Something sinister stirs in Palouse this time of year.
The town of Palouse transforms its streets every year to create a scary scene open to the public. The Boomerang Museum and old jail have become haunted houses and a haunted hayride twists and turns down Shady Lane, Haunted Palouse organizer Annie Pillars said.
The event, Haunted Palouse, opened last weekend and will run for two more nights, tonight and tomorrow.
Mike White, who has worked in one of the haunted houses for the past few years, said he does his best to give people a fright. However, White said he couldn’t tell the role he plays in the haunted house or else it would ruin half the fun.
“The town of Palouse comes together as a group and creates sets,” White said. “We aim for fright, humor, and having fun.”
White said volunteers create the mazes with dark corners and areas that people will be unsure about. Palouse also receives help with set-up and scene creation from WSU fraternities and sororities, he said. The event is a fun time for the whole town to come together, he said.
“Sometimes I don’t see people all year until it’s Haunted Palouse time,” White said.
Junior communication major Erin Osgood said she went to the Haunted Palouse last year and looks forward to going again.
“Palouse is a small town, so the whole place had an eerie feeling, and it was very fun,” Osgood said. “It’s nice to have access to haunted houses during Halloween time so close to Pullman.”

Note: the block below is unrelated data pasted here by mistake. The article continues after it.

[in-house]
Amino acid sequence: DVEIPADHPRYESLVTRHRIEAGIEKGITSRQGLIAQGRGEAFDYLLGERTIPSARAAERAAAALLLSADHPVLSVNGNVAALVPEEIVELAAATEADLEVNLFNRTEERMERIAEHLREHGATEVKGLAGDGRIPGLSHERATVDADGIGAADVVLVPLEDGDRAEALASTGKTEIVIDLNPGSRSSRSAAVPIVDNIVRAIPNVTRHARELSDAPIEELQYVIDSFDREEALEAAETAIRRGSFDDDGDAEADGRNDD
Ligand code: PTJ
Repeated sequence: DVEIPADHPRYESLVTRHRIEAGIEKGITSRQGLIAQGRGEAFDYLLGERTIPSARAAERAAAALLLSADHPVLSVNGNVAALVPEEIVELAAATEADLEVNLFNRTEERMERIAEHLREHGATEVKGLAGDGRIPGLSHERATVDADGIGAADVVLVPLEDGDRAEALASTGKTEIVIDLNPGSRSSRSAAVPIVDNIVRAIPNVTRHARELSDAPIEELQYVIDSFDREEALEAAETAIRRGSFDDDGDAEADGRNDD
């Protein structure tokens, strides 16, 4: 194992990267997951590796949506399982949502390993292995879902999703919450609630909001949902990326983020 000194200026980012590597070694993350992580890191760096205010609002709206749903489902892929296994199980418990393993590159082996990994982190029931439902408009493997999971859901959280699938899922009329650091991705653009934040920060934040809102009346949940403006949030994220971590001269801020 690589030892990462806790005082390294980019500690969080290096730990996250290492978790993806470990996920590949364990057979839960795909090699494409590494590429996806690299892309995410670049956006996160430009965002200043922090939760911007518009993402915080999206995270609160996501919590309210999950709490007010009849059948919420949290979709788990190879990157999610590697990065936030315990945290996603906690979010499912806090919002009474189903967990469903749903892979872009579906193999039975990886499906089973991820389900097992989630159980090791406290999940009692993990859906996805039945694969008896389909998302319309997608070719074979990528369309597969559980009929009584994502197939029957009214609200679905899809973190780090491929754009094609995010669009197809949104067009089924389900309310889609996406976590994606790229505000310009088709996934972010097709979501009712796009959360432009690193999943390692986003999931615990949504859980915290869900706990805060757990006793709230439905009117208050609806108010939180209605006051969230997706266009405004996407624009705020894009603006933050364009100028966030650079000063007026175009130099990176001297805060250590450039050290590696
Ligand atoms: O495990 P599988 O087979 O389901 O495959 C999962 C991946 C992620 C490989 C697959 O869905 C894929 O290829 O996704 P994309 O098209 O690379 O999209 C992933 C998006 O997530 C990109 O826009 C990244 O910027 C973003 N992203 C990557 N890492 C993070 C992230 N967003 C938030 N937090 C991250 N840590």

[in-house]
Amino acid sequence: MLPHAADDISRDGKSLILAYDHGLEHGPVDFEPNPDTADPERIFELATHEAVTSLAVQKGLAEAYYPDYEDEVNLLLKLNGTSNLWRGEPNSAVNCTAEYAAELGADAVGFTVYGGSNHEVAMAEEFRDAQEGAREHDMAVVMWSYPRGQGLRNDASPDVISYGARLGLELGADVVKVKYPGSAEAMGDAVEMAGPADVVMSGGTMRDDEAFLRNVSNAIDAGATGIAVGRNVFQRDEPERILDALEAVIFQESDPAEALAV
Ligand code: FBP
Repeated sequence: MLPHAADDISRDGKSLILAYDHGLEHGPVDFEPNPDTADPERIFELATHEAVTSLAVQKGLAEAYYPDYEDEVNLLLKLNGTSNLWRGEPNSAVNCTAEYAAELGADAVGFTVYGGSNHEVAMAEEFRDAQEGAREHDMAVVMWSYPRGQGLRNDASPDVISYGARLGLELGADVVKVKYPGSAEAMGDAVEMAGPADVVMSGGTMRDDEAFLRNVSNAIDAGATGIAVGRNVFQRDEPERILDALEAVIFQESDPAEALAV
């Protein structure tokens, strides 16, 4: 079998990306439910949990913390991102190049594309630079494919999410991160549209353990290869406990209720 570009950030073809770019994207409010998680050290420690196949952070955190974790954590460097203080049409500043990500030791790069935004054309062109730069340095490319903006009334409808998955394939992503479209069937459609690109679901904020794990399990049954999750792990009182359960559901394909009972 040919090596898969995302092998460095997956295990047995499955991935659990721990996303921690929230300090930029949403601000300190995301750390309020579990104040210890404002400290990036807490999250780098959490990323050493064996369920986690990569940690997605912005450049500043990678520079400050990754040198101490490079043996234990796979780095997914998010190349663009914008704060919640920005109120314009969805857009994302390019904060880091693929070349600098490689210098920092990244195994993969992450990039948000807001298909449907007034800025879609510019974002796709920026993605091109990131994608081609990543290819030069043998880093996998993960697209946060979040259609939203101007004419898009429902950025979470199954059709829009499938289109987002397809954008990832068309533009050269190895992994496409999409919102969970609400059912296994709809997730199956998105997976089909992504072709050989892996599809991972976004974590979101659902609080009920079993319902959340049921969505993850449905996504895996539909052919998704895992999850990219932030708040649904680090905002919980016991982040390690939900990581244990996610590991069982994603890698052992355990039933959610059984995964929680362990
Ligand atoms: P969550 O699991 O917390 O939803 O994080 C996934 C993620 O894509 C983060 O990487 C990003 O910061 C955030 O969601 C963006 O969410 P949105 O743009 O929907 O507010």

White said the Haunted Palouse is for people who enjoy having fun and not taking things so seriously. He said it’s always been fun for him to entertain and scare people.
“You hear a lot of screaming in the houses, but you also hear a lot of laughter,” he said. “And that’s what the Haunted Palouse is really about.”
Pillars said the Haunted Palouse reached its second-highest attendance rate in 13 years last Saturday, when 1,465 people visited.
“It was a very busy weekend, but it was a blast,” Pillars said.
Tickets for Haunted Palouse cost $15 and include access to both haunted houses and the haunted hayride. Tickets can be purchased outside the bank on Main Street in Palouse, where the event is also held.
For information on group ticket sales, call (509) 595-1129.